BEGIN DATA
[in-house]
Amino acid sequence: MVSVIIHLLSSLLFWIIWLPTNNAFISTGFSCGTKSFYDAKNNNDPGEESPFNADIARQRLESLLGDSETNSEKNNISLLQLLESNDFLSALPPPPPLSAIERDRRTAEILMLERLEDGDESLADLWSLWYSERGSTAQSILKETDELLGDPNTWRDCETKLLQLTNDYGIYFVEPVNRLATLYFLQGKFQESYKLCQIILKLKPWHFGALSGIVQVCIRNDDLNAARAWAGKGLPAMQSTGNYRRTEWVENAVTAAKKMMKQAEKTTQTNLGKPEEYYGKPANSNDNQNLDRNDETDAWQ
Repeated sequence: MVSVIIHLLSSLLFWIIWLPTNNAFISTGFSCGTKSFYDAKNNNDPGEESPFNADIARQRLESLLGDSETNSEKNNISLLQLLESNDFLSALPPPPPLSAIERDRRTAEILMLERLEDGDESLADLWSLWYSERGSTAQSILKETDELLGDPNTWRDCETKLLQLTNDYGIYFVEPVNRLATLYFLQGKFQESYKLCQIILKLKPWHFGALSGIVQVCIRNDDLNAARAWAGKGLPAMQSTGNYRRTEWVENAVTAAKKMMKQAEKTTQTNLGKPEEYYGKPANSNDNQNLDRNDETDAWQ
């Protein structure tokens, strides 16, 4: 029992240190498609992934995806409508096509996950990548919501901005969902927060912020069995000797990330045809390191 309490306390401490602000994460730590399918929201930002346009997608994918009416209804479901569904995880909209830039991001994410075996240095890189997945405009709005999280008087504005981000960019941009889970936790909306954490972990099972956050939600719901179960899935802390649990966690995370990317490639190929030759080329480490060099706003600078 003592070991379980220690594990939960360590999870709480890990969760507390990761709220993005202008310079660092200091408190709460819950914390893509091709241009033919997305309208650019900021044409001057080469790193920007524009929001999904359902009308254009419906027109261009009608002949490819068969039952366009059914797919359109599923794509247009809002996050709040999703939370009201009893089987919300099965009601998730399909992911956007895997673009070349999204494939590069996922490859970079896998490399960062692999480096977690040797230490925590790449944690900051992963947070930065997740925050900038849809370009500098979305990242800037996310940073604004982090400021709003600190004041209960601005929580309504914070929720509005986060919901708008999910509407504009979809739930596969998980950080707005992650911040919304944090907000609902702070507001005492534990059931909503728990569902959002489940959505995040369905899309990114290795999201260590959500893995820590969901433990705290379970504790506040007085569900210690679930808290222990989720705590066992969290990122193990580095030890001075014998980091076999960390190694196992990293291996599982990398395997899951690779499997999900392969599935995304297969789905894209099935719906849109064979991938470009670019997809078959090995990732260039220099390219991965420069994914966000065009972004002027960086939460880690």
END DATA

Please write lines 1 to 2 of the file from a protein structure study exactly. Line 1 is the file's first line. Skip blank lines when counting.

[in-house]
Amino acid sequence: MVSVIIHLLSSLLFWIIWLPTNNAFISTGFSCGTKSFYDAKNNNDPGEESPFNADIARQRLESLLGDSETNSEKNNISLLQLLESNDFLSALPPPPPLSAIERDRRTAEILMLERLEDGDESLADLWSLWYSERGSTAQSILKETDELLGDPNTWRDCETKLLQLTNDYGIYFVEPVNRLATLYFLQGKFQESYKLCQIILKLKPWHFGALSGIVQVCIRNDDLNAARAWAGKGLPAMQSTGNYRRTEWVENAVTAAKKMMKQAEKTTQTNLGKPEEYYGKPANSNDNQNLDRNDETDAWQ